OperaSoprano wrote:MTal: I'm not against closing schools that don't give decent prospects to their students (especially those that intentionally obfuscate the truth), but I do think it would be fundamentally unjust to have some sort of LSAT/GPA cutoff for initial funding. Those numbers are only modestly correlated with 1L success. (There are several studies to this effect that very clearly show that LSAT/GPA is not destiny. YCRev claims he can't plug in my numbers and tell me where I'll place in my own class.)


But under what your proposing then wouldn’t there be a cutoff for GPA/LSAT for people who could go to law school then? I mean if you close the law schools off to people with some arbitrary GPA/LAST number how that anymore unjust than making people pay for LS if they want to go. (Not that I agree that loans should be cut off, but its seems your making the argument don’t cutoff loans to ME because I would not be able to go, but do cut off acess to law school for those beneath me because they don’t deserve to go). I don’t know if that’s what your trying to say, but that is how I’m reading it. I think that would be unjust. Let people go to law school. Let people fail. Those that want it bad enough will rise to the top.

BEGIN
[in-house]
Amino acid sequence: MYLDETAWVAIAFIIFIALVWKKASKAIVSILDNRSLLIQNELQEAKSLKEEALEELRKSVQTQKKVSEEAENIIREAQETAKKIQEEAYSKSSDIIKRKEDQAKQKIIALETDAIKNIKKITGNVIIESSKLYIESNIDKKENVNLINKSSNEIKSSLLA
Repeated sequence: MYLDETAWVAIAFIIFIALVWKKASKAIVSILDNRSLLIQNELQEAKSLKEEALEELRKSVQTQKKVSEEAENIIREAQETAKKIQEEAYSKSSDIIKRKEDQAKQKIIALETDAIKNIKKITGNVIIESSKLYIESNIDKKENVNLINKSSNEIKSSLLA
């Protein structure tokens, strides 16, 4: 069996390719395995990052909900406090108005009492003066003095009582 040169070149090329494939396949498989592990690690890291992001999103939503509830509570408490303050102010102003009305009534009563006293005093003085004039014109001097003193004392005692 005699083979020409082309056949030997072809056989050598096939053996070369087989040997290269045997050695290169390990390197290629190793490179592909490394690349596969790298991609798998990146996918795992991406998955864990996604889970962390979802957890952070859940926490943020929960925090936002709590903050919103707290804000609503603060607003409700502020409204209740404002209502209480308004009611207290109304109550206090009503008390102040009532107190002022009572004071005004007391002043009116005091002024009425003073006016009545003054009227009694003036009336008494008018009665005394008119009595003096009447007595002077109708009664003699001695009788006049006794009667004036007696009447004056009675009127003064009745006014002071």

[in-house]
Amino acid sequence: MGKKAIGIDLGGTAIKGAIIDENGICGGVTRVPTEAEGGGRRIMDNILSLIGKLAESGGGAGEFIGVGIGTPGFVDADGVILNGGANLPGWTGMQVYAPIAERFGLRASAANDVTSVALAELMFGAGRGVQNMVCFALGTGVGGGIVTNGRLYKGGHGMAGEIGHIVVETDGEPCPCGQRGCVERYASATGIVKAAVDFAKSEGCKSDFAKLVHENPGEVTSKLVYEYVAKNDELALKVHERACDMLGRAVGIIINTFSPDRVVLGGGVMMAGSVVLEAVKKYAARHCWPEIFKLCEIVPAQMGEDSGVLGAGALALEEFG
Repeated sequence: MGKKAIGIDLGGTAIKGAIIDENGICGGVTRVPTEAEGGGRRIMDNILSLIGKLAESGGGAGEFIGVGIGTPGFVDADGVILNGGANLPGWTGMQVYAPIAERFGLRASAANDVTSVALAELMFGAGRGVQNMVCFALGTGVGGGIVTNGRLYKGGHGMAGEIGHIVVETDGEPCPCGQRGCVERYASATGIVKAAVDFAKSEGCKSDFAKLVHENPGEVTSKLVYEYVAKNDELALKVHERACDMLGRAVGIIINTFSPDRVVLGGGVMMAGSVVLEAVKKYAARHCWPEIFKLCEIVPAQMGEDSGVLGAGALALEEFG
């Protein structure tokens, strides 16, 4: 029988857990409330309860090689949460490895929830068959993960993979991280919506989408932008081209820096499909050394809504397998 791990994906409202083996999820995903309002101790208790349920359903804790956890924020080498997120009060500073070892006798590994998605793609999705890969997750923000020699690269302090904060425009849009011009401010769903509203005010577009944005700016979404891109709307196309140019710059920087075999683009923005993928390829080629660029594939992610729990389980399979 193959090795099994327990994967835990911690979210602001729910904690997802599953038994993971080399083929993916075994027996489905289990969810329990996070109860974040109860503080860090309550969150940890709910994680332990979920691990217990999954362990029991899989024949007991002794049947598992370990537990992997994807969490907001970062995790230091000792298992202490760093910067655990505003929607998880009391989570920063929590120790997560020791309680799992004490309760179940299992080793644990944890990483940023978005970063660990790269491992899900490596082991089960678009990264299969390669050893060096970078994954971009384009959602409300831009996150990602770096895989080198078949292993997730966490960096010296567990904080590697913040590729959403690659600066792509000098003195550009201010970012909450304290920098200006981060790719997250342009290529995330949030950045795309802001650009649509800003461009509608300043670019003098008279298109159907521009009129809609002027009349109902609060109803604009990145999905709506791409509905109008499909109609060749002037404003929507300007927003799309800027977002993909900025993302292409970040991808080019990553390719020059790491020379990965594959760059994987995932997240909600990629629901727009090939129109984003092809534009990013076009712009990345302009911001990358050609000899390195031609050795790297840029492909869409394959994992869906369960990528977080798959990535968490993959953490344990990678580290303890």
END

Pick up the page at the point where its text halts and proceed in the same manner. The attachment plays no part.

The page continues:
My plan would be to punish schools for dishonesty and false advertising, not create bright line LSAT/GPA cutoffs. I am fundamentally opposed to such a concept, and don't think it would work very well in practice. I would argue that all law schools should be audited (to prevent misrepresentation), and schools with very low bar passage and employment statistics would be given a few years to catch up. Those unable to do so would then lose accreditation. The remaining law schools (at least one public school in every state, and many others that do decently in their markets) would then use holistic evaluation methods (not just LSAT/GPA) to select students, and those students would receive guaranteed Federal loans dischargable in bankruptcy. I think this would be the fairest way to do it.


I'm not opposed to this plan, except for the employment statsicts part, I agree with quality reporting, but I don't neceassrily agree with closing schools that don't find thier grads a certain percentage jobs. If we had true reporting of employment than studnts could make thier own choices, good or bad. I suspect low employment schools would close on thier own, but I'm against not letting stupid people make stupid misktes, if they want to make them. Buyer beware, open market and all that crap.


I believe this is what happened with medical schools, after the A-B-C grading scheme was instituted. The ABA might not even have to yank accreditation. I do feel sorry for people who take on the debt without at least knowing the score, though. Accurate information can be hard to find, and the bottom line is that we need more transparency.